James continues, then quotes me, and replies again to me:

Whether or not pleasure is experienced as an irreducible “intrinsic” good is certainly something you can question and I’ve already argued in detail why I think such a thing. In fact, I can’t imagine it being otherwise. My argument is here:

If goodness cannot, given its concept, be an objectively observable natural property or a natural relationship among properties (which is my view), then they are likely to wind up emotivists or error theorists or some other form of subjectivists or anti-realist relativists. (And MacIntrye in After Virtue makes a strong case that this is precisely what happened in the 20th Century, Moore’s moral intuitionism led dialectically straight to emotivism).

You are confusing empiricism with the view that we can’t experience our own thoughts and mental content. Yes, we can observe that pleasure is good. That’s why I said we can experience it.

If people don’t know how to deal with simple experiences, that’s their problem. I think it’s easy to understand. I experience that I have thoughts. I think that’s a pretty “simple experience” and it doesn’t mean that my thoughts are hallucinations or delusional.

No it is not just “their problem”, you have to come up with an actual argument beyond “I understand the intuition better than you do”.  And, no, you are not hallucinating or deluded, no one is claiming that.  Those are loaded words.  The issue is that just because humans are wired to think with certain moral categories does not mean that they necessarily exist in fact any more than mere conventions do.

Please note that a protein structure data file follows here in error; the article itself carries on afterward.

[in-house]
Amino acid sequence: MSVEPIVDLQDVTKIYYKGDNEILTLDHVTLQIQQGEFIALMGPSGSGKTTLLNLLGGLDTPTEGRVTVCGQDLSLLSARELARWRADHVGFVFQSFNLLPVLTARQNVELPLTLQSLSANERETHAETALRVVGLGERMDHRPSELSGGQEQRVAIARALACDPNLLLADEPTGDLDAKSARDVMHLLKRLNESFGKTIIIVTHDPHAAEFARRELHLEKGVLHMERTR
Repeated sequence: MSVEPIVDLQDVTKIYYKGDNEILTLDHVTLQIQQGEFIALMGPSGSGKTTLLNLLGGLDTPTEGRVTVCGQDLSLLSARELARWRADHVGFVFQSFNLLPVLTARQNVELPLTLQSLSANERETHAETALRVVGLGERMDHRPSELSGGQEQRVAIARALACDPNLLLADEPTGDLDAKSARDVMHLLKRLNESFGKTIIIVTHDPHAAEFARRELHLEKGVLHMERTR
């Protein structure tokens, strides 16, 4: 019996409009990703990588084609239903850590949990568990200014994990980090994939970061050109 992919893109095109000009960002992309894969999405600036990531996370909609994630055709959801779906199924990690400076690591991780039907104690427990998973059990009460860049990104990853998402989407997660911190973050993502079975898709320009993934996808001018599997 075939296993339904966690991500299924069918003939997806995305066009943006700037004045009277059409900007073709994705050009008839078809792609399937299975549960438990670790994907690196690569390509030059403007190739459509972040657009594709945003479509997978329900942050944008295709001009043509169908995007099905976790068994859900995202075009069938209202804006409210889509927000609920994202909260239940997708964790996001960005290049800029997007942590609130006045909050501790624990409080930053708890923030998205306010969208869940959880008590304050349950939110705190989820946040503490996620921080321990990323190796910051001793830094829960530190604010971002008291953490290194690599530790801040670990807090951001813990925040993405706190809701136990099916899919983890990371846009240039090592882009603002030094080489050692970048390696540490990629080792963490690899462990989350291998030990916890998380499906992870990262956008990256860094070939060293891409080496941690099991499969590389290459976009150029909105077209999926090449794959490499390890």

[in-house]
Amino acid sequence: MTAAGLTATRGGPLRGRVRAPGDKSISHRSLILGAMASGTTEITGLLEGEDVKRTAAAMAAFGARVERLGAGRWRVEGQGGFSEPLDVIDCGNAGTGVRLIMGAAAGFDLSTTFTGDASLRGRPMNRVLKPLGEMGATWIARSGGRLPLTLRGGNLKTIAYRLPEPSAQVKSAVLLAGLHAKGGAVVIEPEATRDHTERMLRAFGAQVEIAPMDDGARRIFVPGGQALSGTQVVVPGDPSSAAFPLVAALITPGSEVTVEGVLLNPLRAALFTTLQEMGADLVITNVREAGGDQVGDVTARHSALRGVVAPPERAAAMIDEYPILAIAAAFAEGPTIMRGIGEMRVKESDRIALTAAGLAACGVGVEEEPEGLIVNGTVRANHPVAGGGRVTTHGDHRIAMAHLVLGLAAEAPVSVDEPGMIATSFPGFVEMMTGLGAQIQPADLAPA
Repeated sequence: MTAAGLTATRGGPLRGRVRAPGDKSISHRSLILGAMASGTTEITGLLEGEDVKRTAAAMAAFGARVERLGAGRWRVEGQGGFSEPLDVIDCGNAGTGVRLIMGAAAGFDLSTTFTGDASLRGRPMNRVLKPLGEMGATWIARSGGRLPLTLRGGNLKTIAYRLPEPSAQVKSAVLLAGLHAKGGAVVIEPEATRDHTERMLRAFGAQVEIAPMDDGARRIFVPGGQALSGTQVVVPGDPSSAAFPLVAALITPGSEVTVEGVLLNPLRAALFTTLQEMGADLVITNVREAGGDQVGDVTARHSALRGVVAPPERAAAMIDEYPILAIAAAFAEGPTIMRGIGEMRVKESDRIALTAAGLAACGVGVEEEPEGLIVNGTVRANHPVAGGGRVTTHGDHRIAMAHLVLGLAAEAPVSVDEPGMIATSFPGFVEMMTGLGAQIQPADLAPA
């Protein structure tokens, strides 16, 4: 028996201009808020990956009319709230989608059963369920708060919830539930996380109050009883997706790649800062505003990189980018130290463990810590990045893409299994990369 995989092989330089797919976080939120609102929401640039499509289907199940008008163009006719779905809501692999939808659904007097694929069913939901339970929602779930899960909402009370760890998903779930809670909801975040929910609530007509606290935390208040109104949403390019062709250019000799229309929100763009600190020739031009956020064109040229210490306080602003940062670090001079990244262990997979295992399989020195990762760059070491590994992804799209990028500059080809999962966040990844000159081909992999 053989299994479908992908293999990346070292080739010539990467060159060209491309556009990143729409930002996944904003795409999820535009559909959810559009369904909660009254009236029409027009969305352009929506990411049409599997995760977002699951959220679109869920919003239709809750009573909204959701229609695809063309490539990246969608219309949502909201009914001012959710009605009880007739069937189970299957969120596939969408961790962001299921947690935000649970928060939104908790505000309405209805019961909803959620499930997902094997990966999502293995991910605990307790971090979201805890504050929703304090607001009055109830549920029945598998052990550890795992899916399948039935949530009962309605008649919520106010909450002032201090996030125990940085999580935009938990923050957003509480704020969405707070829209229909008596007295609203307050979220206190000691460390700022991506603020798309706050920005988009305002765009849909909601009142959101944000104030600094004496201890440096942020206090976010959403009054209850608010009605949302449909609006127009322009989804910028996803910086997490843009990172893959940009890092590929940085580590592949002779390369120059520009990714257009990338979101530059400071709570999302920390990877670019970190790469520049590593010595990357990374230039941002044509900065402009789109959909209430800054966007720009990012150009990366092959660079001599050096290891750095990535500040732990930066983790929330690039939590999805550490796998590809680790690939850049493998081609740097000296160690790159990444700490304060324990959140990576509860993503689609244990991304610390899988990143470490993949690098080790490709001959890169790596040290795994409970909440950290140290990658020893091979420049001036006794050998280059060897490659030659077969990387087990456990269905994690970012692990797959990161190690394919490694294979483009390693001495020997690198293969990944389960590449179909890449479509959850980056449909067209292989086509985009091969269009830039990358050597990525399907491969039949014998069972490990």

Many other species clearly have totally different sets of characteristic and highly valued behaviors.  To say that moralities are something beyond our own species’ evolved sets of norms, which exist merely for their usefulness for survival but with no further sanction as having “true value”, requires serious argument.  It is question-begging to just appeal to our accepted conventions or the intuitions that stem from participating in them as a basis for believing they have any justification outside themselves.

James quotes me again:

To say that good is self-evident goodness is just empty tautology.

I disagree. I don’t think 1+1=2 is an empty tautology, but seems like it could be self evident (if anything is). Self-evidence could have to do with conceptual analysis and so forth.

Additionally, what is self-evident isn’t necessarily unprovable or incompatible with empirical observation.

To say it is philosophically (and not merely practically) “self-evident” that pleasure is good is more emptiness without a definition of goodness.

We can define goodness in circular ways, but morality (or “value”) isn’t necessarily reducible to the non-moral (or non-evaluative).

I do not equate the non-moral with the non-evaluative.  There are many value judgments that have nothing to do with morality.  These value judgments track real relationships of human-independent value.  Value is a constitutive feature of reality (in the form of inherent relationships of effectiveness), whereas moralities are biologically and culturally evolved sets of specific value attitudes with certain varying degrees of objectively determinable objective worths.